Hurricane Damage Prompts Booster Replacement for NASA's Pluto Probe
The Pluto-bound New Horizons spacecraft is moved toward a work stand (behind it) for a checkout at NASA's Payload Hazardous Servicing Facility at Kennedy Space Center in Florida.
Lockheed Martin technicians are replacing one of the solid-fuel boosters attached to the Atlas 5 rocket that will launch NASA's New Horizons spacecraft to Pluto because of damage the motor sustained during Hurricane Wilma.
The Atlas 5 is being assembled inside the 30-story Vertical Integration Facility at Cape Canaveral's Complex 41 in advance of the targeted January 11 liftoff that will send the five-ton New Horizons probe on its decade-long cosmic cruise to encounter the unexplored planet Pluto.
Although the center of Wilma remained well south of the Cape, the large storm delivered heavy rain and hurricane-force winds to the Space Coast on October 24 as it sliced across Florida.
A third of the 41-by-275-foot reinforced fabric "MegaDoor" on the assembly building's opening that faces the launch pad tore in the storm, causing some debris to fall inside the facility.
The Atlas 5's bronze first stage and Centaur upper stage were erected atop a mobile launch platform, and the first of five strap-on solid rocket boosters was attached to the first stage when Wilma blew through. Atlas 5 rockets are put together with the VIF, then moved to the pad in the final 12 hours of the countdown.
Post-storm inspections revealed a ding on the solid motor casing, prompting officials to order the booster's removal and replacement. The motor may have been safe to fly, engineers believed, but officials ruled that exchanging it would be quicker than the time required to analyze the damage and re-certify the booster.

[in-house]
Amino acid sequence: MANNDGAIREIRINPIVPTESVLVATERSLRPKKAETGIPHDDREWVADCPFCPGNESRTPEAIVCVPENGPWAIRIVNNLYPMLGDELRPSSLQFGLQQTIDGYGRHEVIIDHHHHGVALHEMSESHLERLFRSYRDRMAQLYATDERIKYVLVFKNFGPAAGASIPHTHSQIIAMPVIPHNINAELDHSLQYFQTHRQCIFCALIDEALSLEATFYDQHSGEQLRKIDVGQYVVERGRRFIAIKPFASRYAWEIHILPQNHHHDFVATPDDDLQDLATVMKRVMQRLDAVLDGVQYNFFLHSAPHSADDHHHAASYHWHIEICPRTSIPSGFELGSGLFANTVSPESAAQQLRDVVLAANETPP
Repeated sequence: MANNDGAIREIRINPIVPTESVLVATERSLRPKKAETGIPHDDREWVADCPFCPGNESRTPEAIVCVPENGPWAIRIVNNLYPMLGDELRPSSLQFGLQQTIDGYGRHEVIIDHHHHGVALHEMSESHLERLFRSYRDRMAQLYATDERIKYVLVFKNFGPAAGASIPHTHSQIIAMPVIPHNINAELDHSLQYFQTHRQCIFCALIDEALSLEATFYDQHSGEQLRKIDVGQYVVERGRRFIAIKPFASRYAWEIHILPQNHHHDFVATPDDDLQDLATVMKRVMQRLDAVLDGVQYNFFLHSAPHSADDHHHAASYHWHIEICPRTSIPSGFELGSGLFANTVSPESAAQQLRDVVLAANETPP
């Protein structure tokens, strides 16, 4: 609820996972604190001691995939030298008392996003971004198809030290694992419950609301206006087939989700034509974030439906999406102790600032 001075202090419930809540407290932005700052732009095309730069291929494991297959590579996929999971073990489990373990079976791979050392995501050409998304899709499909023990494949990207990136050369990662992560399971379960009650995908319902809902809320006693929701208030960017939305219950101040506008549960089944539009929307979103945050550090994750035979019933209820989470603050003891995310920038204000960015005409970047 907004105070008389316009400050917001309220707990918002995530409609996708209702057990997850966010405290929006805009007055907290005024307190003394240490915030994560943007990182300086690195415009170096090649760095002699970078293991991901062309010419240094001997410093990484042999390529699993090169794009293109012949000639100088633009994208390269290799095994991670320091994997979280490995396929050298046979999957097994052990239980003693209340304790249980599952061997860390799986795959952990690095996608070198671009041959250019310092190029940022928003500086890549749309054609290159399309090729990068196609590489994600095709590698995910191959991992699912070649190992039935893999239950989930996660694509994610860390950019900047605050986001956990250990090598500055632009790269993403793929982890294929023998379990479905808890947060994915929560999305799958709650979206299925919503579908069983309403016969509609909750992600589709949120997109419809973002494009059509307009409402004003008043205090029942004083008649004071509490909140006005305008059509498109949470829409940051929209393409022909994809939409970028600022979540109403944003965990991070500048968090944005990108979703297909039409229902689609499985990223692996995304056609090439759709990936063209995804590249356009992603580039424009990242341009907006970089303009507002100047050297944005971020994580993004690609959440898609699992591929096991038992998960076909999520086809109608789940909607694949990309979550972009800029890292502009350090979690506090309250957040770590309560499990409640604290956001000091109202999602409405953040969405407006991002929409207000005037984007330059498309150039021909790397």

The launch campaign resumed this week following the Wilma cleanup and vehicle assessments. A second booster was added to the Atlas 5 on Tuesday, and the remaining three boosters earmarked for the mission will be installed through next week.
The damaged motor was detached Wednesday. Its replacement is expected to arrive in early December.
The slender white boosters are 67 feet long. They are ignited at liftoff to provide a powerful kick in combination of the rocket's RD-180 kerosene-fueled main engine. This launch will mark the first time an Atlas 5 has flown with five strap-on boosters; earlier flights have featured pairs, and one mission used three.
Exactly what caused the damage or even what punctured the MegaDoor remains unclear, officials say, since the event wasn't witnessed.
A re-planning of the pre-launch schedule is being conducted to recover from the unanticipated booster replacement.
The original plans allowed time off during the Thanksgiving and year-end holiday seasons. But New Horizons must depart Earth within a narrow launch window dictated by alignment of the planets, making it appear inevitable that some holiday time will have to be spent readying for the launch.
The overall launch opportunity extends from January 11 to February 14. However, the first 23 days of the window are most desirable because a launch during that period enables the spacecraft to swing past Jupiter for a gravity sling-shot that speeds the travel to Pluto. The final 12 days of the window would miss Jupiter, significantly delaying the Pluto arrival.
Lockheed Martin is looking at a temporary repair to the torn MegaDoor, while hoping tropical weather systems stay clear of the Cape during the waning month of hurricane season. A long-term fix to the door is being studied.
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